When it comes to re-sends in email marketing, there are two schools of thought:
1. Re-sends are a great way to increase conversions/revenue at near zero extra cost
2. Re-sends are an ineffective and lazy strategy that reduce average open and click rates
So which is true? We set out to investigate on a sign-up campaign for our subject line prediction tool Touchstone. Being an email marketing agency, we knew a simple email campaign would boost sign-ups and decided to add a re-send 5 days later.
The results are below:
Sure enough, the first email produced a significant spike in sign-ups as well as delivering an acceptable open and click rate (OR: 23.6% | CR: 4.3%). So far, so predictable. 5 days later we re-sent exactly the same email to non-openers with a different subject line. Had we done this for a client the maximum cost would have been $95 as there are no creative or build costs. As expected, the re-send produced a much lower open rate of 11.0% and a reduced click rate of 3.5%.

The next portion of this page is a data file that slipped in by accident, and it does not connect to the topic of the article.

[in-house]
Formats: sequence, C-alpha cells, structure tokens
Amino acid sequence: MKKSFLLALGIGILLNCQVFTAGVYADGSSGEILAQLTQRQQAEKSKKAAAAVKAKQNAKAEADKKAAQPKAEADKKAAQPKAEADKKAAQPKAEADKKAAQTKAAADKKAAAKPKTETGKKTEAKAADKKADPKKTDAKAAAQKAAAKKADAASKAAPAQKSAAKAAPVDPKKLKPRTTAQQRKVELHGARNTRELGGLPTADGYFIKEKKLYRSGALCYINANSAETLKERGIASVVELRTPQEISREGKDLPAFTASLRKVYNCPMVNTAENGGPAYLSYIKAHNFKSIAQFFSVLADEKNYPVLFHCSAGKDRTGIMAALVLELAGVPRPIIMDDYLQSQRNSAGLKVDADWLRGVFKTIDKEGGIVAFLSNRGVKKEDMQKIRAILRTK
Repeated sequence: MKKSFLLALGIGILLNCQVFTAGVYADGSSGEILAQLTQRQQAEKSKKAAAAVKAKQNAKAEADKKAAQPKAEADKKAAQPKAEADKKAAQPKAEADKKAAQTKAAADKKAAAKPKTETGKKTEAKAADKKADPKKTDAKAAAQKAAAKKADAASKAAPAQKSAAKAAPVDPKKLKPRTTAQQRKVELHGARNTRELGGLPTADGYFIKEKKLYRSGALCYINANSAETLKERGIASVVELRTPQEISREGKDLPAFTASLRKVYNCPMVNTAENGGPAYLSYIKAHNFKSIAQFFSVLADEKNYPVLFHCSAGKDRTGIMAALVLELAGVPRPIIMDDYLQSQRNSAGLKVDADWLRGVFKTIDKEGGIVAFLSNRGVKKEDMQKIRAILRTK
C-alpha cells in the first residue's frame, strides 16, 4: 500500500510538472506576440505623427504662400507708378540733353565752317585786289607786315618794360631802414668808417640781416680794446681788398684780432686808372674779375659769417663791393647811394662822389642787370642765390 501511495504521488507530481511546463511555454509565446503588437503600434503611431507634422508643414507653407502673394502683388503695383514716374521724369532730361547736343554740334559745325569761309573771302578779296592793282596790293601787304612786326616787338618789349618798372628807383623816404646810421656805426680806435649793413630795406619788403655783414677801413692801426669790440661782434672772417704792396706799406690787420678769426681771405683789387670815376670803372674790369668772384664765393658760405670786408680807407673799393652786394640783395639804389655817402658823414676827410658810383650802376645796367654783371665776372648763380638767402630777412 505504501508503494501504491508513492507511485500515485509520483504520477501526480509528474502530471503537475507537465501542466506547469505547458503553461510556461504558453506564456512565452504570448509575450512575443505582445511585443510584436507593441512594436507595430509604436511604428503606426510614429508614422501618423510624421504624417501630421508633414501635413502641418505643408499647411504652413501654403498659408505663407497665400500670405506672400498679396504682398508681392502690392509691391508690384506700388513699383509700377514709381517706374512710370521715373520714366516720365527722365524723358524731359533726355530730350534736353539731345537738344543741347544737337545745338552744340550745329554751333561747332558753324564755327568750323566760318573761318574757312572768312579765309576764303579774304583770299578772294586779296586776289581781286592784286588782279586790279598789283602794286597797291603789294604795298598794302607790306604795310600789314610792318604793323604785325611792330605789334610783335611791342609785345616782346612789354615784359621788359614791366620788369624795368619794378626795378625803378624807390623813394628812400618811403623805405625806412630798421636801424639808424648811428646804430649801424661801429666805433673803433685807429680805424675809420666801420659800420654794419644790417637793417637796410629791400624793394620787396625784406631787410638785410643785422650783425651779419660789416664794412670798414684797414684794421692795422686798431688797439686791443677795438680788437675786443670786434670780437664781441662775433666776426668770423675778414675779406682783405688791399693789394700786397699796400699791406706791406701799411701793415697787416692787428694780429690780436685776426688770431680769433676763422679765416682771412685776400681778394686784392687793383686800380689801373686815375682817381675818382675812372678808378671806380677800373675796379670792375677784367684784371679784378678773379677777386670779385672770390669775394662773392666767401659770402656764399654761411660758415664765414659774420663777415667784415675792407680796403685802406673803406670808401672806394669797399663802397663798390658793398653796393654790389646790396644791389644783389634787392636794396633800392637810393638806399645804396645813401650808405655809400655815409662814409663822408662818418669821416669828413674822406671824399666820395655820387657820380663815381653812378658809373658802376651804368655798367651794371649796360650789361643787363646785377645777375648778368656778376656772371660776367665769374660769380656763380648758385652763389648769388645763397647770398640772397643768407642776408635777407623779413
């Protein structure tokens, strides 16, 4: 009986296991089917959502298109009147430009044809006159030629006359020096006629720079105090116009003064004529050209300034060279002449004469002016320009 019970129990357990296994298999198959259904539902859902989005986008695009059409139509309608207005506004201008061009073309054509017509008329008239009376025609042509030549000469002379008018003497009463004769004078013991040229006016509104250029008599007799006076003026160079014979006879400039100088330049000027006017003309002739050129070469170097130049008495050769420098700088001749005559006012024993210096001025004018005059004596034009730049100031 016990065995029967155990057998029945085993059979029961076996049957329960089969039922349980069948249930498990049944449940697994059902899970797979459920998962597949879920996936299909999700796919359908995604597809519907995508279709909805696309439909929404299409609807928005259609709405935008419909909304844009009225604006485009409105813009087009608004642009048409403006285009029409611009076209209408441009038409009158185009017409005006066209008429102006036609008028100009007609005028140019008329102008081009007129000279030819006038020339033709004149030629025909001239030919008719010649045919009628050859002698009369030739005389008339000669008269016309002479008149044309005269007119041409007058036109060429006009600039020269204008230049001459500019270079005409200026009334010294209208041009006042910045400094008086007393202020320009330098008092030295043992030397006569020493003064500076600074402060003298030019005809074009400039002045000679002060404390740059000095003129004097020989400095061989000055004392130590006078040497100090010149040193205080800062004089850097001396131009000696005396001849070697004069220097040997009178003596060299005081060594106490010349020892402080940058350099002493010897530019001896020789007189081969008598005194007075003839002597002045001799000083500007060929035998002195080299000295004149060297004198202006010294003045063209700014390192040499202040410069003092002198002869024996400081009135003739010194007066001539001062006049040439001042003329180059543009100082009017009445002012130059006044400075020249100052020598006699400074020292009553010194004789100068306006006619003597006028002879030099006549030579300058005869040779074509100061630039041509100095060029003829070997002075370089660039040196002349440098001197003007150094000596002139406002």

It’s often at this point those metrics would be used to dismiss the re-send as a failure. Open and click rates dropped, so it didn’t work. But take a look at the sign-ups. They nearly doubled! So what’s going on? In short, subscribers can’t interact with an email they don’t receive. This re-send gave us a second bite of the cherry for free. As is often the case with a re-send, the CTO rate is higher because the keenest subscribers opening the initial send were repressed. So, although there are now fewer openers on the re-send, those that do open are more likely to click because they haven’t just opened based on the sender. And, as they are more qualified clicks, the conversion rate is higher too.
So, next time your sign-ups, conversions or revenue need a boost, why not try a re-send? They really do work. And watch this space for more behind-the-curtain reports.